NOACs match warfarin for atrial fibrillation

Real-world study data from Denmark show that non-vitamin K antagonist oral anticoagulants are effective alternatives to warfarin in patients with non-valvular atrial fibrillation in a routine care setting. [More]
AF patients at risk for stroke mostly treated with aspirin-only prescription instead of blood thinners

AF patients at risk for stroke mostly treated with aspirin-only prescription instead of blood thinners

Researchers at University of California San Diego School of Medicine and University of California, San Francisco School of Medicine report that more than 1 in 3 atrial fibrillation (AF) patients at intermediate to high risk for stroke are treated with aspirin alone, despite previous data showing this therapy to be inferior to blood thinners. [More]
Apixaban effective in polypharmacy setting

Apixaban effective in polypharmacy setting

The superiority of apixaban over warfarin in patients with atrial fibrillation is maintained in those taking multiple medications, shows further analysis of the ARISTOTLE trial. [More]
Worsening renal function linked to increased cardiovascular risk in AF

Worsening renal function linked to increased cardiovascular risk in AF

Patients with atrial fibrillation and declining renal function are at increased risk of subsequent stroke or systemic embolism, major bleeding and death, US researchers report. [More]
Watchman device for irregular heart rhythms may be preferable to standard blood thinning medications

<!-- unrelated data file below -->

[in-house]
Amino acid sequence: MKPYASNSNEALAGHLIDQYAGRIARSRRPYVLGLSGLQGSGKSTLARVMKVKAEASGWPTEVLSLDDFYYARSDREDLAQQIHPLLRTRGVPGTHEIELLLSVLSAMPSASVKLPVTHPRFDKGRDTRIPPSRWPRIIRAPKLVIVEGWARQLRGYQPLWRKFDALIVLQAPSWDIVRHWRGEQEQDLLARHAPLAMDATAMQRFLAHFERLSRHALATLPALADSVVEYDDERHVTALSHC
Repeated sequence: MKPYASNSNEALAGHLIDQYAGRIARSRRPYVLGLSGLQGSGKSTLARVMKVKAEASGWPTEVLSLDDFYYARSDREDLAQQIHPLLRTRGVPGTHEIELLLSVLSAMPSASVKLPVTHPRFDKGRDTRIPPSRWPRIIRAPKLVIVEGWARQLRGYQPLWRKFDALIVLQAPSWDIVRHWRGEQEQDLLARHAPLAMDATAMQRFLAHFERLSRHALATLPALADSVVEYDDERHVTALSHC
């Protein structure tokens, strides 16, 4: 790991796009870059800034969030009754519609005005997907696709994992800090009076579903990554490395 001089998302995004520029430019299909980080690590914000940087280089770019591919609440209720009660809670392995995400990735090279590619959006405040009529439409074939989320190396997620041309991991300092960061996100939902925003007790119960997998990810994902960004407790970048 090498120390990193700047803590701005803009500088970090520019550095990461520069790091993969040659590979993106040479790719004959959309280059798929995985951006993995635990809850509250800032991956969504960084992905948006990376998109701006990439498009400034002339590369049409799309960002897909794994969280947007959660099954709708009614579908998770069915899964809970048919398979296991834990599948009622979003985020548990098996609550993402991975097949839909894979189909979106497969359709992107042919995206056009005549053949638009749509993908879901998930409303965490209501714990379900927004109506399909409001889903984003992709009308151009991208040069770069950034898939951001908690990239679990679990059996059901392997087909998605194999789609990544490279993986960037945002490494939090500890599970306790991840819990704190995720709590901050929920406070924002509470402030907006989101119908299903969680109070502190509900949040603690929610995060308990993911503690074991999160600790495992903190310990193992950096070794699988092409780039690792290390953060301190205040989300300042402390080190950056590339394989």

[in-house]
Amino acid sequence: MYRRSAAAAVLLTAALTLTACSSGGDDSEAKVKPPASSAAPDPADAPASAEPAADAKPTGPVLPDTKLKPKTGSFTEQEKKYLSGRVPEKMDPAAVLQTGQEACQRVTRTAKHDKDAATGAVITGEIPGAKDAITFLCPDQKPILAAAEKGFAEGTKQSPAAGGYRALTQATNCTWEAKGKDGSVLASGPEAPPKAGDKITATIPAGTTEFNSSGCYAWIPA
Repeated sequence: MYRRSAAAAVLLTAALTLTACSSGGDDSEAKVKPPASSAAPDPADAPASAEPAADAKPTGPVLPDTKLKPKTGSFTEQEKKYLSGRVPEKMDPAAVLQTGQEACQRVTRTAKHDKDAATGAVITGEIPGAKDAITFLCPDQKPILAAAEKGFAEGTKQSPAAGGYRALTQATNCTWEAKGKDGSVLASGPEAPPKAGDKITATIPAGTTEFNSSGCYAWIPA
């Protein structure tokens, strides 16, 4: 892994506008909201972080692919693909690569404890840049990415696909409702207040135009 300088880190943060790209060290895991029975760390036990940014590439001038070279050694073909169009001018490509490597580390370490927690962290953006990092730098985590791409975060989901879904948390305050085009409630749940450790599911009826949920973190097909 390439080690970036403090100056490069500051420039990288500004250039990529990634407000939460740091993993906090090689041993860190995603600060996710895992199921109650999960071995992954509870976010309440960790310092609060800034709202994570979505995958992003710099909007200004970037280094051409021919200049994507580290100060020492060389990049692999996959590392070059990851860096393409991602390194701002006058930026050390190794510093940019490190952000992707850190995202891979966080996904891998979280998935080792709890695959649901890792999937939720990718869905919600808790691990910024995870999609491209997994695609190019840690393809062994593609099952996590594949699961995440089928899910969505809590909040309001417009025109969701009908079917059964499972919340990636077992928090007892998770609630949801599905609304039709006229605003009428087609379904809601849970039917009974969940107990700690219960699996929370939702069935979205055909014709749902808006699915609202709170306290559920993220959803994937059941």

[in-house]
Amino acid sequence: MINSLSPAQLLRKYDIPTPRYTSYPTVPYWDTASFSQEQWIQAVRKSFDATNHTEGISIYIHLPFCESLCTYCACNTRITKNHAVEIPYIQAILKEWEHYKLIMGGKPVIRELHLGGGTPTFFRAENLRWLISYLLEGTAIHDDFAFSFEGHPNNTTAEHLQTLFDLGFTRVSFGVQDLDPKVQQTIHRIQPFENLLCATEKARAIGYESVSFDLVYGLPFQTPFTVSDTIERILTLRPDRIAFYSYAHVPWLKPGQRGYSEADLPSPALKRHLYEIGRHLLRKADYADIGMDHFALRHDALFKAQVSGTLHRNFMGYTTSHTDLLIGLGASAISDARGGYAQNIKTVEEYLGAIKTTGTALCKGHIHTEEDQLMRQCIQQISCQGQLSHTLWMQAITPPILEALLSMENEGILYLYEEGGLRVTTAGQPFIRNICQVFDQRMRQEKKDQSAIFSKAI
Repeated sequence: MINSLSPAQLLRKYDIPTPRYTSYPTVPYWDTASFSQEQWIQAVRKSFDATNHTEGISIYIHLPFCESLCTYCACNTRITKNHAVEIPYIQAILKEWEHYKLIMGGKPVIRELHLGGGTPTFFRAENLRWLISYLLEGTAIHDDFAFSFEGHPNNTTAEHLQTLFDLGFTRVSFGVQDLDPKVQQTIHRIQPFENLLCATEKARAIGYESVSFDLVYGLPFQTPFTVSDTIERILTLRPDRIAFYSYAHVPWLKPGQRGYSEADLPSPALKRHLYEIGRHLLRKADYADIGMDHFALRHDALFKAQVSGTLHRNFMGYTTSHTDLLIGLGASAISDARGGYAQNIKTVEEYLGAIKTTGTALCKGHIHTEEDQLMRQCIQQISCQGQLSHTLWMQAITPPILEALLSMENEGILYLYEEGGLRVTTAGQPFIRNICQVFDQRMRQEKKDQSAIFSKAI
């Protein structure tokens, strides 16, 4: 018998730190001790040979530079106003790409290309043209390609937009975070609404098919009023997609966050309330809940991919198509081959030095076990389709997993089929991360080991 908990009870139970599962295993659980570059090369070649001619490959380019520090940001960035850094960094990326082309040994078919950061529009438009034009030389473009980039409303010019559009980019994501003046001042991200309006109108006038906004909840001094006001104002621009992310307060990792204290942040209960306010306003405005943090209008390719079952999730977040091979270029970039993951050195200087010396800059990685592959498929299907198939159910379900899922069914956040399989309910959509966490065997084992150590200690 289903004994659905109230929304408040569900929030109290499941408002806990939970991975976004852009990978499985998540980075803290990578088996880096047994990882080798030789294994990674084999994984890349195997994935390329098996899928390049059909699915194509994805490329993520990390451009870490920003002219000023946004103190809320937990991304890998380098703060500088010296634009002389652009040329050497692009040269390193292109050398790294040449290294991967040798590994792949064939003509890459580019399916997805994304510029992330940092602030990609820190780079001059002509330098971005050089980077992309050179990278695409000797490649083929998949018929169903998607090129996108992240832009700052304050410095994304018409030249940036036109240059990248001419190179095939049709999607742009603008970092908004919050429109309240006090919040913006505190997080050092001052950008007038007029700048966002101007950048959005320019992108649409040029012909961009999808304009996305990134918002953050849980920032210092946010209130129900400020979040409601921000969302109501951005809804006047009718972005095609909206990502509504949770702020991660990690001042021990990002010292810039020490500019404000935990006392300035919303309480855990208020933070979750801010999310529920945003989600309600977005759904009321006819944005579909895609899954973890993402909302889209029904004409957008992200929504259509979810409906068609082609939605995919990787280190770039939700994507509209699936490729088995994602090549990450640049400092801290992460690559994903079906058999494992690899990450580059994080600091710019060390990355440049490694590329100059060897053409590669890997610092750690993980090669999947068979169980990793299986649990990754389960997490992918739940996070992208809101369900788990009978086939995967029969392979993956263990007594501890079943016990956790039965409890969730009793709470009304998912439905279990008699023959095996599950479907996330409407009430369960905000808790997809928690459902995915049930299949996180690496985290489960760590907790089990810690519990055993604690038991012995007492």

Watchman device for irregular heart rhythms may be preferable to standard blood thinning medications

A new study by a Yale researcher may support the use of a device for patients suffering from irregular heart rhythms. [More]
Researchers clarify cause of heart arrhythmia in myotonic dystrophy

Researchers clarify cause of heart arrhythmia in myotonic dystrophy

An international joint research group found that the cause of heart arrhythmia in myotonic dystrophy was RNA abnormalities in the sodium channel in the heart, clarifying the symptom's mechanism. This finding will be helpful in prevention and early intervention of death in this disease, leading to the development of new treatment. [More]
Study evaluates effectiveness of robotic approach over manual ablation in treating heart arrhythmia

Study evaluates effectiveness of robotic approach over manual ablation in treating heart arrhythmia

Whether ablation of the highest-risk heart arrhythmia is best handled by a robot or the hands of an electrophysiologist should be answered by an international comparison of the two. [More]
Consensus paper on atrial cardiomyopathies could be important step forward for research, treatment

Consensus paper on atrial cardiomyopathies could be important step forward for research, treatment

The first consensus paper on atrial cardiomyopathies is set to be published simultaneously in EP-Europace, HeartRhythm, and the Journal of Arrhythmia. The key contents are launched today at CARDIOSTIM - EHRA EUROPACE 2016. [More]
Women more likely to be hospitalised for acute ischaemic stroke than men, say researchers

Women more likely to be hospitalised for acute ischaemic stroke than men, say researchers

A 15 year study in 1.1 million patients with atrial fibrillation has found that women are 23% more likely to be hospitalised for acute ischaemic stroke than men. The research was presented today at CARDIOSTIM - EHRA EUROPACE 2016 by Dr Ghanshyam Shantha, a cardiovascular disease fellow at the University of Iowa Hospitals and Clinics, Iowa City, Iowa, US. [More]
CMR could offer complete imaging solution before pulmonary vein isolation

CMR could offer complete imaging solution before pulmonary vein isolation

Cardiac magnetic resonance can potentially be used to detect thrombi at the same time as being used for pulmonary venous anatomy mapping, say researchers [More]